- Beretta moving to Tennessee over Maryland gun laws
- Neal Boortz defends Hillary Clinton for representing child rapist
- House task force to recommend National Guard on border, faster deportations
- Top federal judge uses pizza to explain complex Obamacare situation
- Obama, Biden overhaul job training programs
- Drought-plagued Californians turn to paint to keep lawns green
- ISIL now forcing Iraqi shopkeepers to veil mannequins in Mosul
- 11 parents of Nigeria’s abducted girls die
- Genetic mapping triggers new hope on schizophrenia
- Turkish P.M. Erdogan won’t speak to Obama, but he’ll take calls from Biden
U.S. appetite for drugs begets violence migrants are fleeing
Topic - Aaron Burr
It was 210 years ago Friday when Vice President Aaron Burr killed former Secretary of the Treasury Alexander Hamilton in a duel in Weehawken, N.J.
It was a time when Manhattan had muddy cobblestone streets, boiled coffee was the latest fad from France, rioters tore down Mrs. Murphy's brothel, yellow fever raged and it wasn't safe to drink the water.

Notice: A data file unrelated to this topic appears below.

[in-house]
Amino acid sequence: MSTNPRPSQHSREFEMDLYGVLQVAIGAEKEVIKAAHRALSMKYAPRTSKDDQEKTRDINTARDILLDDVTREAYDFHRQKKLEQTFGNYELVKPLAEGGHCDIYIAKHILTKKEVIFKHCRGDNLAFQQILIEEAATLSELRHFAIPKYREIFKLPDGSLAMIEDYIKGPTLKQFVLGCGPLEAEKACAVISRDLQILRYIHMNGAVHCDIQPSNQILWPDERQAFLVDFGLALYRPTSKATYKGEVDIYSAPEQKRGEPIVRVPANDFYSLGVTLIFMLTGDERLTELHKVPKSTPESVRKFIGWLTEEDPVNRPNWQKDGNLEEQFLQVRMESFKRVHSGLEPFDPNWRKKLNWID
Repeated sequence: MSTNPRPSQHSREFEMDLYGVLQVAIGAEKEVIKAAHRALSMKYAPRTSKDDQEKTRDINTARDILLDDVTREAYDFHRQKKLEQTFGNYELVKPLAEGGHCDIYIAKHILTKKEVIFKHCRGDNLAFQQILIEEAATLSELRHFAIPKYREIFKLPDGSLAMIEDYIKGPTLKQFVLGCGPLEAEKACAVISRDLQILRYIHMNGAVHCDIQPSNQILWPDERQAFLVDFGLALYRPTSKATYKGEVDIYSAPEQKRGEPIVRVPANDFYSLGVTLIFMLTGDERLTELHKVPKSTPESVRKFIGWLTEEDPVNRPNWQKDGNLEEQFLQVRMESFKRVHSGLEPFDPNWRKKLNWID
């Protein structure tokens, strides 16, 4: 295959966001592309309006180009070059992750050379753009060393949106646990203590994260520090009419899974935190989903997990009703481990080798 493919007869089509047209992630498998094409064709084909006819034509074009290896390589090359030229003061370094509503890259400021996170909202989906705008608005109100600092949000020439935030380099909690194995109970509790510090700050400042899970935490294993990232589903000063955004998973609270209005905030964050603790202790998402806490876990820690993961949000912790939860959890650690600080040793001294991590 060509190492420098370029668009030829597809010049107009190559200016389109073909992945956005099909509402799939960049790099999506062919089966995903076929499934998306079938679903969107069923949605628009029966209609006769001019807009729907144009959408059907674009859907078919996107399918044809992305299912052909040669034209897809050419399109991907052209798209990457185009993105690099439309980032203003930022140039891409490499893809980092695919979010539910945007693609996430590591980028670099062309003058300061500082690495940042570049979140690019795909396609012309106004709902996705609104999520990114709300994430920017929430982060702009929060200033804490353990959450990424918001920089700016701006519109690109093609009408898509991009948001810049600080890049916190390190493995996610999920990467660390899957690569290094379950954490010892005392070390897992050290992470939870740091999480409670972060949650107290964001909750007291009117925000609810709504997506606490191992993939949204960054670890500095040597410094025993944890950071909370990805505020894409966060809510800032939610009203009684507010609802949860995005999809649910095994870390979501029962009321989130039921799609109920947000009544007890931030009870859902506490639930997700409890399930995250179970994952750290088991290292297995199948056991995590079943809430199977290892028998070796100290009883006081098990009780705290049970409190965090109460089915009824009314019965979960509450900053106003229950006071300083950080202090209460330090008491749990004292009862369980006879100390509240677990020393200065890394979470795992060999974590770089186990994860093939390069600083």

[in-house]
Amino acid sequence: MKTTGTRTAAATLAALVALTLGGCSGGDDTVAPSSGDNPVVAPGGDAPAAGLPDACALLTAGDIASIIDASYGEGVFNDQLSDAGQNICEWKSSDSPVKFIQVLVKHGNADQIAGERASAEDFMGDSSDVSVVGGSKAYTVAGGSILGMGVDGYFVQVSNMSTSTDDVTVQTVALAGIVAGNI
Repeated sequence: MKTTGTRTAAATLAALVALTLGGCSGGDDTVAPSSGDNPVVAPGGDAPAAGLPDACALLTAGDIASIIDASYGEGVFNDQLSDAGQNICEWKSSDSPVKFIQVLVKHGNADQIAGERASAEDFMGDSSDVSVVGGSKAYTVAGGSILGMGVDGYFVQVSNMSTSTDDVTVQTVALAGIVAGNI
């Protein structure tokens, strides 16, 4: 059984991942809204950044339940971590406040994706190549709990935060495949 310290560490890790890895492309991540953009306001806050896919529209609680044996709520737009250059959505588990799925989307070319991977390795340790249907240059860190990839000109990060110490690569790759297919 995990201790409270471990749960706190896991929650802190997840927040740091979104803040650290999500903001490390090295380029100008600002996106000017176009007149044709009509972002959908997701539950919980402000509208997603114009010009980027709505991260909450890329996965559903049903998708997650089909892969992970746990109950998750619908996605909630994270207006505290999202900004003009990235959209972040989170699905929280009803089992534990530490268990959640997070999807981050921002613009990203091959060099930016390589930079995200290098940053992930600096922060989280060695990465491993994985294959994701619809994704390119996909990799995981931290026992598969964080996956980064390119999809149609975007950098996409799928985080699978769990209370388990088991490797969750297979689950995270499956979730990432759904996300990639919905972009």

In the early history of the United States, the names of two "might-have-beens" stand out. Each fought bravely in the American Revolution, though each was hamstrung by vanity, easily hurt feelings and a deep-seated rage against those men they considered ungrateful for services rendered.
Aaron Burr ranks among the most reviled characters in American history - an astounding fate for a Founding Father who came within a hair's breadth o f the presidency in 1800. Although he was never convicted in court, the term "traitor" is indelibly linked to his name.
FALLEN FOUNDER: THE LIFE OF AARON BURR
Burr insisted that she gain an extensive education, learn to write remarkably well-considered letters, master the French language and read extensively.
For the rest of his career he would be accused of trying to deny the election from Jefferson, a charge that was not true.